Risk assessment is a careful examination of what could cause harm to people in the workplace.
Risk assessment is a five stage process and involves:
General advice on how to carry out a risk assessment is contained in Five steps to risk assessment [664KB]
A number of risk assessment aids, tools or checklists have been developed that will help you assess the risks from some of the manual handling activities that your workers may carry out:
The Body mapping tool can be used to collect some basic statistical information from your employees on pain experienced during working. It draws on direct experience of employees themselves and it helps develop an understanding of the shared risk-factors in the work they do.
If your employees are carrying out manual labour then you will need to consider a risk assessment tool that assesses the risks of manual handling. HSE have also produced the Manual Handling Assessment Chart (MAC), which can be used to help identify high-risk tasks. The MAC does not comprise a full risk assessment, as some aspects, such as pushing and pulling, are not covered. For further information consult HSE (Manual Handling Assessment Chart (MAC)).
There is no such thing as a completely ‘safe’ manual handling operation. But working within the following guidelines lifting and lowering quick reference will cut the risk and reduce the need for a more detailed assessment.
If your employees work with computers then you will need to perform a Display Screen Equipment (DSE) risk assessment VDU workstation checklist [277KB] .
If your employees’ work duties involve repetitive or forceful actions, twisting, pushing, pulling, lifting, reaching movements or poor posture, they may be at risk of upper limb disorders (ULDs) and back pain and therefore you will need to carry out a ULD risk assessment.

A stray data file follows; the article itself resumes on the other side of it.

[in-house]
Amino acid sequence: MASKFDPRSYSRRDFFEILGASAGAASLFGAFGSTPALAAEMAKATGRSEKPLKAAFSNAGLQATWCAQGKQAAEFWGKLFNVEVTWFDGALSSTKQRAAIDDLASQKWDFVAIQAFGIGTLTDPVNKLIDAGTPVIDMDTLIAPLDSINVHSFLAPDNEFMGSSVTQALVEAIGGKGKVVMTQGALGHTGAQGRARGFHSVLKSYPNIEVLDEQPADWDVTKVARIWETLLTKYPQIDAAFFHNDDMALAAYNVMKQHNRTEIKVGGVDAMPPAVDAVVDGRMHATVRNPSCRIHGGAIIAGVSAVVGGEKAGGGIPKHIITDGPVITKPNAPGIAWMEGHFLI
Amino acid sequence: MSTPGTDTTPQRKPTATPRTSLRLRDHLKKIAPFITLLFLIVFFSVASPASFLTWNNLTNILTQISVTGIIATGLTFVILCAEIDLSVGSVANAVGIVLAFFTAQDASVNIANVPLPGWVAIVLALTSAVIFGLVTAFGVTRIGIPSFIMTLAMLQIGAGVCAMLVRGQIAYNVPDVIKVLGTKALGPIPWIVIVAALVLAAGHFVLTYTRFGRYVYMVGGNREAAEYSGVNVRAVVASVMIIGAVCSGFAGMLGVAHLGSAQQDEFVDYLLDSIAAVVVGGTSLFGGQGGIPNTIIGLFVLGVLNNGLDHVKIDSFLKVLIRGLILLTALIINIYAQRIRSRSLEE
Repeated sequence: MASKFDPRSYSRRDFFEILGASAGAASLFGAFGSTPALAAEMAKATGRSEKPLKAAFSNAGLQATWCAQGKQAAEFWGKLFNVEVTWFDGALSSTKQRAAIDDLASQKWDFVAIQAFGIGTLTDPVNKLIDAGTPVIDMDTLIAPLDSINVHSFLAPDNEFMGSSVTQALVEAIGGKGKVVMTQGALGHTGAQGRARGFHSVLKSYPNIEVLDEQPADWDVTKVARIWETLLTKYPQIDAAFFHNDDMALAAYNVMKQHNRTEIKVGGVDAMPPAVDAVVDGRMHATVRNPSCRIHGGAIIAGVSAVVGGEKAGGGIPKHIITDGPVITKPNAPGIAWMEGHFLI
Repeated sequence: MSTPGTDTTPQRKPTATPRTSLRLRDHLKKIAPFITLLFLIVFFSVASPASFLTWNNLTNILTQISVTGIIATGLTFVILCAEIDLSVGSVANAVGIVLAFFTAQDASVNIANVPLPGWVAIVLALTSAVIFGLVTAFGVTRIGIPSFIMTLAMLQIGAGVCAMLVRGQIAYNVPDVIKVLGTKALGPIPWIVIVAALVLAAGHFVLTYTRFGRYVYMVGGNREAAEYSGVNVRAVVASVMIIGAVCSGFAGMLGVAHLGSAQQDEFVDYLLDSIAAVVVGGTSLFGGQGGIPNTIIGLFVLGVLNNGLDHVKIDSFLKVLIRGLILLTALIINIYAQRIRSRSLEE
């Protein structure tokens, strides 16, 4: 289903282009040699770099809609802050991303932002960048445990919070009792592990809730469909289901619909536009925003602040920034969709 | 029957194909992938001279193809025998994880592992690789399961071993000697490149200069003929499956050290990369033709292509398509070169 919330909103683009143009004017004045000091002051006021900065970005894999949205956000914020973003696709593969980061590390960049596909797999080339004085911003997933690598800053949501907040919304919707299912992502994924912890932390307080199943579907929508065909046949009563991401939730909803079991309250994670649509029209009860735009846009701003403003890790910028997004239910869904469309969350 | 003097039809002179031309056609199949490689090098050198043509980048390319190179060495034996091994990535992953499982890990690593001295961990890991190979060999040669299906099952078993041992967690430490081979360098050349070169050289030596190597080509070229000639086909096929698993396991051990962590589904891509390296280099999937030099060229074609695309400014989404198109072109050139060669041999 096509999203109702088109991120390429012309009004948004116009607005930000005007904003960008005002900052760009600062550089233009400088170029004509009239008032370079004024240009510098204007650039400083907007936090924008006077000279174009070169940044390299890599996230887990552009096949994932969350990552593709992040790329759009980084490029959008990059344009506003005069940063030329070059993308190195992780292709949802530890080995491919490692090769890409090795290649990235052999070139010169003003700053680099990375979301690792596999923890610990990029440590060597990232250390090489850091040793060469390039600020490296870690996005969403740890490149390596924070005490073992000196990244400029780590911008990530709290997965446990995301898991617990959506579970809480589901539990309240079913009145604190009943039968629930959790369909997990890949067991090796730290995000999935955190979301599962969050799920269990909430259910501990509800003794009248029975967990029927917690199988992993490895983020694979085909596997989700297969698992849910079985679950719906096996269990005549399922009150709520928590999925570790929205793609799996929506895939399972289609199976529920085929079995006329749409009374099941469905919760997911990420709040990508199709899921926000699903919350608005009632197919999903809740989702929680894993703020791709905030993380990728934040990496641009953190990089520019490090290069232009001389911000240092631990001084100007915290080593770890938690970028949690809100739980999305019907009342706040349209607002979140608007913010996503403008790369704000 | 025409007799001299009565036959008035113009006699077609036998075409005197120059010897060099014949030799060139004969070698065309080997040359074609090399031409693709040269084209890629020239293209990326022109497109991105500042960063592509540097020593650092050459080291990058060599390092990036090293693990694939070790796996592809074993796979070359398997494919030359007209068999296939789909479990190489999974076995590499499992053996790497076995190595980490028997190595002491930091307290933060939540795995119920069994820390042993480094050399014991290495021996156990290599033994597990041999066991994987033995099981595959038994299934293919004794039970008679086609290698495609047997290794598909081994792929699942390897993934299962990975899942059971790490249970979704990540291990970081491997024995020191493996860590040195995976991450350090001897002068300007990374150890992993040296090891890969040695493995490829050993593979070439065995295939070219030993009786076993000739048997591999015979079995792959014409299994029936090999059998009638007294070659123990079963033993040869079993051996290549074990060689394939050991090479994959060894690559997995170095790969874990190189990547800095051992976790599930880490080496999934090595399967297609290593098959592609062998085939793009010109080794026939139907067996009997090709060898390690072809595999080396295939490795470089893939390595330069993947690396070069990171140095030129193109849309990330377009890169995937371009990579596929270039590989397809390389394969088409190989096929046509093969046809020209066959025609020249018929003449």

They are intended to help employers identify the potential risks and possible ways to reduce them.
Things to remember about manual handling risk assessments:
Once the risk assessment is completed
You should now review ways in which to eliminate or reduce the risk of employees developing back injury in your workplace.
This will often involve redesigning the task (i.e. to reduce the amount of manual handling or exposure to the risks) and may involve the introduction of mechanical lifting aids that can support the weight of the load and therefore potentially reduce the risk of back injury.
There are a number of different companies that produce manual handling lifting aids to reduce the manual handling risks to the employee and therefore reduce the risk of developing back pain.
The free leaflet Are you making the best use of lifting and handling aids [541KB] provides information of some of the different aids available. However this list is not exhaustive and there are a number of different aids available for a variety of different work processes.
The guidance on the Manual Handling Regulations contains a risk assessment filter to help you screen out low risk manual handling activities.
The filter allows you to identify those manual handling tasks that may be categorised as hazardous and pose a risk of injury. As a result a more detailed risk assessment is required.
Application of the filter guidelines will provide a reasonable level of protection to around 95% of working men and women. However, the guidelines should not be regarded as safe weight limits for lifting.
There is no threshold below which manual handling operations may be regarded as 'safe'. Even operations lying within the boundary mapped out by the guidelines should be avoided or made less demanding wherever it is reasonably practicable to do so.
You will find more information on the risk assessment filter guidelines in the HSE free publication Getting to Grips with Manual Handling: A short Guide [435KB] or the priced publication Manual Handling: Manual Handling Operations Regulations 1992 Guidance on Regulations.
Industry specific guidance
HSE have also produced guidance specific to certain industries or activities on reducing the risks of back pain.
Research has shown that there are other risk factors that can affect an employee’s physical health.
Within the work setting, examples of these other risk factors are:
These risk factors can lead not only to stress but also to back pain. For example, stress related changes in the body, such as increased muscle tension, could make employees more susceptible to back pain, or changes in behaviour such as not taking breaks to try to cope with deadlines.
These other risk factors are also known as psychosocial risk factors. Psychosocial risk factors are about the interaction between a person and their social or work environment and the influences on their behaviour.